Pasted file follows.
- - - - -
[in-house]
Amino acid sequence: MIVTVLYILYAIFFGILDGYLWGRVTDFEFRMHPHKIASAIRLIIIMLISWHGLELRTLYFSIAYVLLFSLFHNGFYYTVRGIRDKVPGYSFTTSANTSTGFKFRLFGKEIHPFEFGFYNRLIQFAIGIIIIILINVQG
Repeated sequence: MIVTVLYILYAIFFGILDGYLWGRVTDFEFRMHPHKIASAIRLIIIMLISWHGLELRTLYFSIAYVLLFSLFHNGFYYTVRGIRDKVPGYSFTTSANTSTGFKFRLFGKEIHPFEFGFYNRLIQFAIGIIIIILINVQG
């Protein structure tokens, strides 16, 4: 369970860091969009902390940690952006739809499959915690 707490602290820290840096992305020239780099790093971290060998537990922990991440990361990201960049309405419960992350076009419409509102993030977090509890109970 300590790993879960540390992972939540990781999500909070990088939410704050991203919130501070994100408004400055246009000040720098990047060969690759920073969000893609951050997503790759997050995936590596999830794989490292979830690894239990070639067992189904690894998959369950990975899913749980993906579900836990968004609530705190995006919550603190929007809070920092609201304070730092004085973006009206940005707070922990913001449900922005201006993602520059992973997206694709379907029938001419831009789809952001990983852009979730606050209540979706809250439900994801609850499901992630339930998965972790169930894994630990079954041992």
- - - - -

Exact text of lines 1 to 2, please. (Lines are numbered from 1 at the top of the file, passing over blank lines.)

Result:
[in-house]
Amino acid sequence: MIVTVLYILYAIFFGILDGYLWGRVTDFEFRMHPHKIASAIRLIIIMLISWHGLELRTLYFSIAYVLLFSLFHNGFYYTVRGIRDKVPGYSFTTSANTSTGFKFRLFGKEIHPFEFGFYNRLIQFAIGIIIIILINVQG